Be productive. Find a point to pointlessness. And fool around a bit.
These are teasers from a few of the tips offered recently by student journalists. As fall semester and the calendar year come to a close, editors and columnists at campus newspapers nationwide have been earnestly reflecting on lessons learned, experiences undertaken, and dreams that lay ahead. In some cases, their reflections double as de facto New Year’s resolutions for their student peers to consider.
Below is a sampling of these resolutions, all of them appearing this month or late last month within student newspaper columns and op-eds.
Be productive over break.
As The Minnesota Daily editorial board at the University of Minnesota advises, “[W]hile break is certainly a good time for well-deserved rest, it’s also important to take advantage of our free time and use it productively. Spending some time looking for scholarships, applying for jobs or internships, polishing résumés, and planning out the rest of the year are important tasks that most of us will eventually have to complete. Therefore, over break, we might as well get them done before homework, exams, and those pestering online quizzes overly burden us.”
Enjoy being pointless every once in a while.
As Duke University junior Lillie Reid argues in The Duke Chronicle, “I’m not saying that having goals and working to attain them is bad. Caring about things and working to do well are possibly the most important attributes of a successful person. The problem arises when we take it too far—when everything has to have a goal-directed point. When we get so caught up getting what we want that we lose sight of ourselves. . . . Don’t take yourself too seriously. Just because something doesn’t directly contribute to achieving a goal, it doesn’t mean that it’s not worth doing. There is a point to pointlessness.”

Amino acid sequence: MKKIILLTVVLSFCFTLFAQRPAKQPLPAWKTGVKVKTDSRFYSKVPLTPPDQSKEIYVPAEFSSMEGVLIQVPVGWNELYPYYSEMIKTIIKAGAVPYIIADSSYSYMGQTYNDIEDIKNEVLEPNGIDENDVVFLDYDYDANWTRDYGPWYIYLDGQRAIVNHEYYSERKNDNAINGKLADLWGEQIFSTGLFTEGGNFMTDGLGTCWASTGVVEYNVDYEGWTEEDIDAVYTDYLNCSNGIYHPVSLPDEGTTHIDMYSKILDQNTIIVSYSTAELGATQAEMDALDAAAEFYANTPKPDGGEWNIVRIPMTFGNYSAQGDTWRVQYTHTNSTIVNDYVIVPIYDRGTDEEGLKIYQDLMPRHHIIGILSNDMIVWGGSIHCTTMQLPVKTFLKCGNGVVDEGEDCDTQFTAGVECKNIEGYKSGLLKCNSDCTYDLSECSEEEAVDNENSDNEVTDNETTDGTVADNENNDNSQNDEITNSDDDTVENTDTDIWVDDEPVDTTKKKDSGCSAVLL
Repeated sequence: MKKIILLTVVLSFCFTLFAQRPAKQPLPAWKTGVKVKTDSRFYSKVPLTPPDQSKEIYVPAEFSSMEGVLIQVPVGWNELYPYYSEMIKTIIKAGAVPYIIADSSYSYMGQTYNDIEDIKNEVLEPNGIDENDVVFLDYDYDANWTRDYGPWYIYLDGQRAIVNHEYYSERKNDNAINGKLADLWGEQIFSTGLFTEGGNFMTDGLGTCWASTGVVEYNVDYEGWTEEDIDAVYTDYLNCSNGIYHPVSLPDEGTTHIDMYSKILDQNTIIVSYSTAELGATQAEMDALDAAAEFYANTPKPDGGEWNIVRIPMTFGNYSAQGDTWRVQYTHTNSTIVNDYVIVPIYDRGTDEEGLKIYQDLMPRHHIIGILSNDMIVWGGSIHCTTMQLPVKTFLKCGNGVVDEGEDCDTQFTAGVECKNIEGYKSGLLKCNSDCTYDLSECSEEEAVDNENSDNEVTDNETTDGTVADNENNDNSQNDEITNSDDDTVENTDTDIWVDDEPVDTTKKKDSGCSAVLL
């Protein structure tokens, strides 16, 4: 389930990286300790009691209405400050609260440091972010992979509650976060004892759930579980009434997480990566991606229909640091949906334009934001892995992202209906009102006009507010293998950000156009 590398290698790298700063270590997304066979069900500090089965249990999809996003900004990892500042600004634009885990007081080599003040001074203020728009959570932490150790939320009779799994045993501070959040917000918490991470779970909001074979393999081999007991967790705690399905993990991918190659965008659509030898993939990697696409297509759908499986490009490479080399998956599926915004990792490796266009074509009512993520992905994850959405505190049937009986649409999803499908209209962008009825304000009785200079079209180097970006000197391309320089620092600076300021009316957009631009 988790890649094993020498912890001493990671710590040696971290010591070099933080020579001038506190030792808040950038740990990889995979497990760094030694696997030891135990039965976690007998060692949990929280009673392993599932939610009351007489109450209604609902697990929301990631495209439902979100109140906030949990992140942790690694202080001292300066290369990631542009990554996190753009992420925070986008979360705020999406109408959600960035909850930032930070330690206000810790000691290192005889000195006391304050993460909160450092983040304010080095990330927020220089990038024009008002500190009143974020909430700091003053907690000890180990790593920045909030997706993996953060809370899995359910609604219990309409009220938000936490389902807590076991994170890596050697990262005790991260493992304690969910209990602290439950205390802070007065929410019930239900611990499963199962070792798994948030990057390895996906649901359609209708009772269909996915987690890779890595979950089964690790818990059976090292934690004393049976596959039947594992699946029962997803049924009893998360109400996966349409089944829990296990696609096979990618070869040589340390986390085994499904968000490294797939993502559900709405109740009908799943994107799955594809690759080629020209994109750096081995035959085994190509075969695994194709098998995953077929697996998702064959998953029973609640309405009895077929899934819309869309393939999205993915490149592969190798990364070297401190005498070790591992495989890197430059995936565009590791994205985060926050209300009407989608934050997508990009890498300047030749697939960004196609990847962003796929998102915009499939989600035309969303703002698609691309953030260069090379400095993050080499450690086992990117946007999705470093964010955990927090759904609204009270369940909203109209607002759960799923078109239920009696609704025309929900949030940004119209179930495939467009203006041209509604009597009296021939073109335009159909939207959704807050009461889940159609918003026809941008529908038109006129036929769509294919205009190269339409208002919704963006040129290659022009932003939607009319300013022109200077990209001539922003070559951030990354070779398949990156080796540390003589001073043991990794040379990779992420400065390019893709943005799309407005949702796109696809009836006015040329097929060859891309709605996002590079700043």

Brace for change.
As Christopher Witten writes in The Daily Helmsman about his own experiences at the University of Memphis, “[T]here’s one thing I wish I had known when I was a freshman, or more so just been aware of: everything was going to change– my group of friends, my attitude towards college and even my major (a few times), and most of all the university. The school I feared for so long would become my home. So take it from someone who’s done this a time or two: brace for change.”
Cornell University senior Katerina Athanasiou agrees with Witten, noting in The Cornell Daily Sun, “College is a nomadic time. Every six to ten months, we pack up our things to relocate, whether it be from Ithaca to home, or to a new apartment just a few blocks away, or to another hemisphere for a semester. We are in constant motion. We are always moving in to new places and acquiring stuff to make them homes. This might be the ideal time to reconsider what you own and what you actually need.”
Fool around a little bit.
As Florida State University student Samantha Husted tells underclassmen especially in the FSView & Florida Flambeau, “Your sophomore and freshmen years are a time when you’re supposed to fool around a little bit. Go-out-to-that-party-even-though-you-have-a-test-the-next-morning kind of thing. There’s a lot of room for mistakes and it’s the time when you’re allowed to make a few rash decisions. You’re even allotted a few embarrassing moments that you may or may not regret but will most likely turn into a funny story 20 years from now. It’s during this time that you’re supposed to get not all, but a lot of that craziness out of your semester before you have to face your junior and senior year.”
Believe in yourself.
As University of Arkansas senior Saba Naseem writes in The Arkansas Traveler, “Keep your head up and hold on to your dreams. Giving up is the ultimate failure. You won’t achieve anything that way. I’ve realized that perhaps I won’t achieve my goals the way I planned, but there are other avenues, and perhaps this is an opportunity for me to explore those. There is something out there for everybody. It’s just a matter of determination, of patience and believing in yourself.”
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